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Big Data: The Catalyst of Digital Transformationtion
By Mona Badie, CIO & CDO, GE Hitachi Nuclear Energy
Asset intensive industries today are surrounded by gigabytes of industrial data, countless data sources and diverse data systems that continuously collect a wide variety, volume and velocity of industrial data. However, most have not adopted the right technologies to mine intelligent insights. The Energy sector has traditionally been reluctant to take chances with new technologies. Given heavy regulations, the nuclear industry has been even more conservative than its counterparts. This has resulted in increasing operating expenses that the nuclear industry must now address.
Part of the Energy CIO and/or CDO role is to imagine the art of the possible in a new digital world where people, data, and machines integrate to do what was not possible just a few years ago. Exploring and sifting through business cases is both an art and science, and can achieve remarkable results.
There are myriad opportunities to harness the power of big data, from the trending and analysis of facilities energy consumption, to notification of quality and process problems, to predicting machine failures before they happen.
Exploring and sifting through business cases is both an art and science, and can achieve remarkable results
Some industries have implemented a basic asset strategies involving real-time sensor readings that feed static solutions. Benefits are reaped initially, but diminish over time, as the original conditions/ context becomes irrelevant due to changing equipment and external conditions. The results of unplanned downtime can be severe for every industrial company with real bottom line impacts. Every Energy CIO's near-term roadmap should include predictive and proactive maintenance using machine data and analytics to understand which and when equipment is likely to fail.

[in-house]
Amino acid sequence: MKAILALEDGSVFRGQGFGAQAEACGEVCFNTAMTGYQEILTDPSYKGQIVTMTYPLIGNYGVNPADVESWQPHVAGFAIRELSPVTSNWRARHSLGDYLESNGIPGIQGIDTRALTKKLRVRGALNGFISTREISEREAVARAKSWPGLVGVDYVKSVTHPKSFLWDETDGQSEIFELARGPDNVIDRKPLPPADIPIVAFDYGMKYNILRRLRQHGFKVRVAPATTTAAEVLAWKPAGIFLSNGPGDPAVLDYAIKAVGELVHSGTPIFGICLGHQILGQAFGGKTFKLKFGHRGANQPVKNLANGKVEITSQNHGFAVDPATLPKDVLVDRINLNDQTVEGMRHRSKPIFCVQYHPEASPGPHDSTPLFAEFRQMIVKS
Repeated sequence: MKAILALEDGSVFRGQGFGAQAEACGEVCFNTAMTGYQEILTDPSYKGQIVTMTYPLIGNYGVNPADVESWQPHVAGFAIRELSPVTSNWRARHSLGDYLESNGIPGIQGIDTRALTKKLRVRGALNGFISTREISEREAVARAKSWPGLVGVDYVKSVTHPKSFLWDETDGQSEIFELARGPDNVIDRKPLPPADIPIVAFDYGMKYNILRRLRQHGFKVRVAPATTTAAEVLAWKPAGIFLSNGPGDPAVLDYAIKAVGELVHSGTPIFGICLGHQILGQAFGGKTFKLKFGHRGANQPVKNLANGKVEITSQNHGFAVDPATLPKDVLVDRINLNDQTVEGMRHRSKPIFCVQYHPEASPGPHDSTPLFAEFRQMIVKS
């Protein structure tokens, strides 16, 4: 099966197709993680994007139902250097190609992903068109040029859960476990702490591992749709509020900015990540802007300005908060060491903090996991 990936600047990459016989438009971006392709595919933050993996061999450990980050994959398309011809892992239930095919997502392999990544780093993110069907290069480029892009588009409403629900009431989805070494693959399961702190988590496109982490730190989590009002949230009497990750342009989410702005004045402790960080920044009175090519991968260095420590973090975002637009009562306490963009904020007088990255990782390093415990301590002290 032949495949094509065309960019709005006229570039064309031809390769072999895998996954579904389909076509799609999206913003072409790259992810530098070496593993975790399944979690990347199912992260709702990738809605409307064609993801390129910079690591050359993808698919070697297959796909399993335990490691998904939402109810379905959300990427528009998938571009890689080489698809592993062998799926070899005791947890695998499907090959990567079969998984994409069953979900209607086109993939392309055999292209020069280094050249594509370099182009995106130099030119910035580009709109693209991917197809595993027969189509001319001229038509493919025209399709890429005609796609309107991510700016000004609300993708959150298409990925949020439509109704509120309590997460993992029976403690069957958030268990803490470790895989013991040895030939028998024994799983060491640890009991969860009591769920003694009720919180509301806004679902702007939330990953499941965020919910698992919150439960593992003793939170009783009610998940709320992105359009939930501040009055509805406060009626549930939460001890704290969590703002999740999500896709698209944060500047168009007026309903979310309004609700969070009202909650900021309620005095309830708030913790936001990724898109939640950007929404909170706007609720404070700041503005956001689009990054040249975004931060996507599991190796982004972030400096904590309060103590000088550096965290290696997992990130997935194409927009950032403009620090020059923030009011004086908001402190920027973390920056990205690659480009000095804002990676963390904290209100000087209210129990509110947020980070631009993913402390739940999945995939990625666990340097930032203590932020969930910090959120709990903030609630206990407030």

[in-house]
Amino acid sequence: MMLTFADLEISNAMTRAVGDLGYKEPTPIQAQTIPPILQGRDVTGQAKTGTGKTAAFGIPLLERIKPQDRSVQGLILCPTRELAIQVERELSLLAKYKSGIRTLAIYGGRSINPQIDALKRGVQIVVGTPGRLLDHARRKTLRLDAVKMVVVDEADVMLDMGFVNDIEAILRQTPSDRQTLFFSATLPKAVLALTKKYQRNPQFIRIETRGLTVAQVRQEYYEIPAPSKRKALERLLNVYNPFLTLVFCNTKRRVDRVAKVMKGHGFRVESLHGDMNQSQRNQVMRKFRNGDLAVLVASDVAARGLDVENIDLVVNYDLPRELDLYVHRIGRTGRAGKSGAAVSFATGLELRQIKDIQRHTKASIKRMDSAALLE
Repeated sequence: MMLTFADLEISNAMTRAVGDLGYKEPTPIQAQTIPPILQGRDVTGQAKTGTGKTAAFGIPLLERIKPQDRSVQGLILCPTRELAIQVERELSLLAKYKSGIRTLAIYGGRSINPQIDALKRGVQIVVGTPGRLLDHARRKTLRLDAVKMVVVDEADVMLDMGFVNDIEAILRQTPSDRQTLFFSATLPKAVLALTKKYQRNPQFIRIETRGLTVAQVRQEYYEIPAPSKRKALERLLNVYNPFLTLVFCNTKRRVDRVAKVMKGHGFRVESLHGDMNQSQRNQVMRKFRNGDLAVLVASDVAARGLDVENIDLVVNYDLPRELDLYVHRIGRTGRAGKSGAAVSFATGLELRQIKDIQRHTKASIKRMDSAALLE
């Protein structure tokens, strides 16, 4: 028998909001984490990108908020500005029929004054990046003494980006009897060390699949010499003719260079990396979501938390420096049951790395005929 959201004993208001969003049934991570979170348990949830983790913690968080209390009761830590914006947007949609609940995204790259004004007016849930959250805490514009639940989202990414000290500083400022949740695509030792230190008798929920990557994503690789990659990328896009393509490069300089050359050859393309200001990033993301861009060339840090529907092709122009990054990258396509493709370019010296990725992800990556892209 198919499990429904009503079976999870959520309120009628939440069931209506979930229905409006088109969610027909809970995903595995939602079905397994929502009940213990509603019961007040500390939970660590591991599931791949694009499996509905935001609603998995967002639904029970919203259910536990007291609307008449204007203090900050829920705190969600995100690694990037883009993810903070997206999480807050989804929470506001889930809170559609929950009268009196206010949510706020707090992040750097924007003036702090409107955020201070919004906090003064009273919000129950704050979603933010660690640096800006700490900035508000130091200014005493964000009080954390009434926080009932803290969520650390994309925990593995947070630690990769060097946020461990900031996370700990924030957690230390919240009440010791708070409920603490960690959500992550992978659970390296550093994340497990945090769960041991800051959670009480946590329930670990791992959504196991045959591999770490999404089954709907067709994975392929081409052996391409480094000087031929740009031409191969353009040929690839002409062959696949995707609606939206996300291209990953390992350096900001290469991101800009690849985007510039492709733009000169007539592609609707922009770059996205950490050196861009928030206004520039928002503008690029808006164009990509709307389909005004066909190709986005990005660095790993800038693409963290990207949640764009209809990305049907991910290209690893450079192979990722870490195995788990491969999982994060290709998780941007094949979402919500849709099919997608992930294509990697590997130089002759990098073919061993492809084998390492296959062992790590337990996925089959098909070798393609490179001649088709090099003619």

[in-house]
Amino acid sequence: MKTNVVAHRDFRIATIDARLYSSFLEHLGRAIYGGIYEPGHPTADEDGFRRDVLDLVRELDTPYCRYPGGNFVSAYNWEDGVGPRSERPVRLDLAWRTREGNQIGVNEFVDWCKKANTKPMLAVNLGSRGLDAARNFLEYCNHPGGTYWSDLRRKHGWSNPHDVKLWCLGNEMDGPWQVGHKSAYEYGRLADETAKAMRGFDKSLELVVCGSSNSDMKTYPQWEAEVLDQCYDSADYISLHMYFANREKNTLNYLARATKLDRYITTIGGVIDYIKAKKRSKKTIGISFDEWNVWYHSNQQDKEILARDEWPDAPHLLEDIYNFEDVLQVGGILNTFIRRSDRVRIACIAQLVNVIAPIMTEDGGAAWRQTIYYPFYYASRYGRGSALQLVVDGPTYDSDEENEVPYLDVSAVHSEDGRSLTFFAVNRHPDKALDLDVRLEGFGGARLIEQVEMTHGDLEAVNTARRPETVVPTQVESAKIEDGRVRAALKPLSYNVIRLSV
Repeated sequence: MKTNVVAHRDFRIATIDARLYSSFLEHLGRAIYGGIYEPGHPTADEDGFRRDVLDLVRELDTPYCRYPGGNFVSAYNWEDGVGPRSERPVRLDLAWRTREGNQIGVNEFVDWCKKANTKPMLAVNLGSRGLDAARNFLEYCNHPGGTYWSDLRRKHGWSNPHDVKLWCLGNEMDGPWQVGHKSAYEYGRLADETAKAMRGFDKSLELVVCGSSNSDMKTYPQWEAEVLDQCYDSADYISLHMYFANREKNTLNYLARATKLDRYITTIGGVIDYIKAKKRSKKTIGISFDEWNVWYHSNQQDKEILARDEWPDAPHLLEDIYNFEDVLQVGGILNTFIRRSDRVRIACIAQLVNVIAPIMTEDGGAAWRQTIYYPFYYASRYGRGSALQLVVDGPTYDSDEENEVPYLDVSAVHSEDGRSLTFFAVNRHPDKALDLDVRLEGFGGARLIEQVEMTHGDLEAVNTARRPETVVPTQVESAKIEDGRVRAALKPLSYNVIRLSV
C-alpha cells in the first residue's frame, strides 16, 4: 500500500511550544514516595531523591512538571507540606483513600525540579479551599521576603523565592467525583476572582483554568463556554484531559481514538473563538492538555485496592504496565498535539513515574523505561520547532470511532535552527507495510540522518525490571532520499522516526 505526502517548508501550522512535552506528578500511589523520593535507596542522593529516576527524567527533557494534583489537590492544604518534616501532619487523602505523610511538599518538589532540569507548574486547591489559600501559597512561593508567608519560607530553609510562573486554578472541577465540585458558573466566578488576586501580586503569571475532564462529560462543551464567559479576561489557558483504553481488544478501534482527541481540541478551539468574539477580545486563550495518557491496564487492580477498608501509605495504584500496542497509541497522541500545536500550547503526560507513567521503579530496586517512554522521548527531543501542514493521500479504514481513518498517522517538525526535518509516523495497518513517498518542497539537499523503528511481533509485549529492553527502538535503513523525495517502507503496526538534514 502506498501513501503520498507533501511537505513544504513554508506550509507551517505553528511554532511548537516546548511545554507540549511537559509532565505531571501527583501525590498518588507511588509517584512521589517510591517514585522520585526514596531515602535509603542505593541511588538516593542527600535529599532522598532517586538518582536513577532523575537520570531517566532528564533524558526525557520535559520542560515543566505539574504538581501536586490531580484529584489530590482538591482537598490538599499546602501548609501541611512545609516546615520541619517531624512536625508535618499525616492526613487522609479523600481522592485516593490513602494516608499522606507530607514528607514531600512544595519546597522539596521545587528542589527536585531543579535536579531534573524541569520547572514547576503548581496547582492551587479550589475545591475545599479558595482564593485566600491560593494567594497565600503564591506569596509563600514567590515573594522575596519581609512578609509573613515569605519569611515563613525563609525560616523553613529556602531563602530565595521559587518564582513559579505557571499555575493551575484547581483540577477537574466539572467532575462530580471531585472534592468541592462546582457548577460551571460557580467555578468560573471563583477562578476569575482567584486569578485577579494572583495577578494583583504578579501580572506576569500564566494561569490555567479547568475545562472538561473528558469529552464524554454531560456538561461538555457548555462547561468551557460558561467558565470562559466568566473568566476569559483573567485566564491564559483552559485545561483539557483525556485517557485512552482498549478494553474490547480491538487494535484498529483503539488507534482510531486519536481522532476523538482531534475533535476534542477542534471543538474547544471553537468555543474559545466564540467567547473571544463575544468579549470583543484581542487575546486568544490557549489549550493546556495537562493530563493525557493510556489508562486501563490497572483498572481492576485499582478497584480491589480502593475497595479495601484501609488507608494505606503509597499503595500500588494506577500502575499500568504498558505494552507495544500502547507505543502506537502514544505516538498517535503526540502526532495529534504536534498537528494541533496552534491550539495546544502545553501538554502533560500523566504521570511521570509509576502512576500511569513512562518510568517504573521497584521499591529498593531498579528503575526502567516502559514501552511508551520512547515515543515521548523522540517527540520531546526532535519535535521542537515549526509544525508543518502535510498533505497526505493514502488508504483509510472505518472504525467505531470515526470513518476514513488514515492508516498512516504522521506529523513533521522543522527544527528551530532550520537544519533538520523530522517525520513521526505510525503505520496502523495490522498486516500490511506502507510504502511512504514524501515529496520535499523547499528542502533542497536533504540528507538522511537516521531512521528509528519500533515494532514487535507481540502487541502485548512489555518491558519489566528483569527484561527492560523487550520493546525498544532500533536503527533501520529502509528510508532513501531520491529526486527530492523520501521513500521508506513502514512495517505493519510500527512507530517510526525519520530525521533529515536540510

At GE Hitachi Nuclear Energy, we have embarked on our digital journey. We are leveraging Predix, GE’s cloud-based PaaS(Platform as a Service), to achieve internal productivity and help our customers reduce their operating expenses. Our “Fast Works” approach includes working intimately with our business partners and customers, evaluating use cases, testing hypothesis with minimal spend, creating MVP’s (minimal viable products), and pivoting early, when necessary.
We have utilized this approach with Exelon, our largest customer, in a co-innovation pilot. The hypothesis was whether we could predict events at a plant (i.e, scrams, capacity factor, forced loss rate, etc.), using historical human performance data. We were able to identify the most relevant data points and created and trained predictive models using 5 years of historical data. It has been a resounding success: Our models accurately predicted the events, three months in advance. Based on these predictions, a risk score is calculated for each plant, and for the whole fleet (see figure below). We continue to tune the models and create new ones, and are working with Exelon to take the product to market.
There are tremendous opportunities awaiting in the area of digital transformation. Now is the time to take the first step.